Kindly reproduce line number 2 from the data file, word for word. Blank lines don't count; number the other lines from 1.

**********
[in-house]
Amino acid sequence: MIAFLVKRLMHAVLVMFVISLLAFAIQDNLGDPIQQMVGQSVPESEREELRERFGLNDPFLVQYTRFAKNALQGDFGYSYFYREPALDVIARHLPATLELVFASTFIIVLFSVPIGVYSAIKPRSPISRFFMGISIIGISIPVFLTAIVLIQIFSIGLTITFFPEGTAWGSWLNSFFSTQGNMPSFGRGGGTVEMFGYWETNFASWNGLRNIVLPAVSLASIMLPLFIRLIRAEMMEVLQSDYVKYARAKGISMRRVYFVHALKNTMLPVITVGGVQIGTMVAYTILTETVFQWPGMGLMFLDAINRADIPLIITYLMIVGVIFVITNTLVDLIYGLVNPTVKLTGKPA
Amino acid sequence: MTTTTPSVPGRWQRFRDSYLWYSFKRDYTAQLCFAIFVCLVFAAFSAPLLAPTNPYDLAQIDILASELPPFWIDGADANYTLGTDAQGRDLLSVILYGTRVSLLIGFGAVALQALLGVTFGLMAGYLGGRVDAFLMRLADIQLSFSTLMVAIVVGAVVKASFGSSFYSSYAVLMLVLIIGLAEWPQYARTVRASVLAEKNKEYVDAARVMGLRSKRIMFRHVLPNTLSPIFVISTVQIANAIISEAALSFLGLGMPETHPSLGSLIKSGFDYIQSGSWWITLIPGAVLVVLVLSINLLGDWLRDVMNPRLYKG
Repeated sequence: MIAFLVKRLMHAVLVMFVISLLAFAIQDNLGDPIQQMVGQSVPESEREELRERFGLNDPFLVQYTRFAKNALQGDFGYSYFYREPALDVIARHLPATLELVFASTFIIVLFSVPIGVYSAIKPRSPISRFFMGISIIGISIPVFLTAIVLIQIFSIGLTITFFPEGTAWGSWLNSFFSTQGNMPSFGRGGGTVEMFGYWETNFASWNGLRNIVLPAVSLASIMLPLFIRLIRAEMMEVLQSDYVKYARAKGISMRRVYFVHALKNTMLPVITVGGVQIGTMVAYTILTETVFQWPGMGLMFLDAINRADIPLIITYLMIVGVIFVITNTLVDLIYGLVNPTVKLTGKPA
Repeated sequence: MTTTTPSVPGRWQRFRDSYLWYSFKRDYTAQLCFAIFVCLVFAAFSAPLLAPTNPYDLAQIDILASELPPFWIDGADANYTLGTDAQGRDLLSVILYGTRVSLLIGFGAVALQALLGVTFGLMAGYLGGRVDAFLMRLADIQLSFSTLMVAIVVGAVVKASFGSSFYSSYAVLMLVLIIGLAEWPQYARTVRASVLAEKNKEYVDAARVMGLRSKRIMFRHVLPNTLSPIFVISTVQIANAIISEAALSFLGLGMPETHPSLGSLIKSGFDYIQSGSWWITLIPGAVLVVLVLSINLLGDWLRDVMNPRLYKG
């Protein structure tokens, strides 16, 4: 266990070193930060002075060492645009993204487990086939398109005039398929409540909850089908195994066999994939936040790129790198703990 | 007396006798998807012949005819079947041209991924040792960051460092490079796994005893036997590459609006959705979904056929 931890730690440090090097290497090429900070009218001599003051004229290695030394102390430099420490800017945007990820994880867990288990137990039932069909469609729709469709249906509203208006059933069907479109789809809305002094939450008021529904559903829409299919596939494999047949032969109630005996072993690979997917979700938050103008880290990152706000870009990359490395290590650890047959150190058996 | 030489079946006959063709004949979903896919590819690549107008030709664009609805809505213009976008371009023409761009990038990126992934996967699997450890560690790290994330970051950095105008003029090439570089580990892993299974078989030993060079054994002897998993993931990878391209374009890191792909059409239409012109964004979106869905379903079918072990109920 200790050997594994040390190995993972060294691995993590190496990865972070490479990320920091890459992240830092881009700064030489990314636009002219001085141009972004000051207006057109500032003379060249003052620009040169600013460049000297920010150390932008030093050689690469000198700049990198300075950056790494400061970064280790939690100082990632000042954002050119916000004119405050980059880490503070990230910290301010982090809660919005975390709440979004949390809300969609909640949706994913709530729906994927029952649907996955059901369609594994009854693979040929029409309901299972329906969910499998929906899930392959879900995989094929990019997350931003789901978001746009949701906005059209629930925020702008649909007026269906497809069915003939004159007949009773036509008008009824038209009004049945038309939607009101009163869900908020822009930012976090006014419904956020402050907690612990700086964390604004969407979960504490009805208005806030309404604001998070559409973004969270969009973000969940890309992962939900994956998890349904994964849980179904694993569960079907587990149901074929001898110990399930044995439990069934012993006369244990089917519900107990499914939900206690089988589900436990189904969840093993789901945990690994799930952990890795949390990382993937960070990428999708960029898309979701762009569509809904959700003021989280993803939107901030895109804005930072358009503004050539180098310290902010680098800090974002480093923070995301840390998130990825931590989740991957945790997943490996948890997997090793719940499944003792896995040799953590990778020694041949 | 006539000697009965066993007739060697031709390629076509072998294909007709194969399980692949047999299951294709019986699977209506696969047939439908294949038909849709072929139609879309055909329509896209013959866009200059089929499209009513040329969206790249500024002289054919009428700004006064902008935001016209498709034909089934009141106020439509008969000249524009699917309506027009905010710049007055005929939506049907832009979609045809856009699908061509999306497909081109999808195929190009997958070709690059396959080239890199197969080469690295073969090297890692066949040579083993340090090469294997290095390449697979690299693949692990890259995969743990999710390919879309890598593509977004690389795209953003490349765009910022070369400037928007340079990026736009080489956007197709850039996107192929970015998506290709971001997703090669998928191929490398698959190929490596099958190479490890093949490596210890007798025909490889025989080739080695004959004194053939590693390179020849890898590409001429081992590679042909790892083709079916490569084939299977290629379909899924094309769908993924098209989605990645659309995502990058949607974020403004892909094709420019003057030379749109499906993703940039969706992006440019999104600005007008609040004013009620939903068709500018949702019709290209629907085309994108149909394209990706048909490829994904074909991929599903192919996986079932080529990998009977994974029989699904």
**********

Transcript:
Amino acid sequence: MIAFLVKRLMHAVLVMFVISLLAFAIQDNLGDPIQQMVGQSVPESEREELRERFGLNDPFLVQYTRFAKNALQGDFGYSYFYREPALDVIARHLPATLELVFASTFIIVLFSVPIGVYSAIKPRSPISRFFMGISIIGISIPVFLTAIVLIQIFSIGLTITFFPEGTAWGSWLNSFFSTQGNMPSFGRGGGTVEMFGYWETNFASWNGLRNIVLPAVSLASIMLPLFIRLIRAEMMEVLQSDYVKYARAKGISMRRVYFVHALKNTMLPVITVGGVQIGTMVAYTILTETVFQWPGMGLMFLDAINRADIPLIITYLMIVGVIFVITNTLVDLIYGLVNPTVKLTGKPA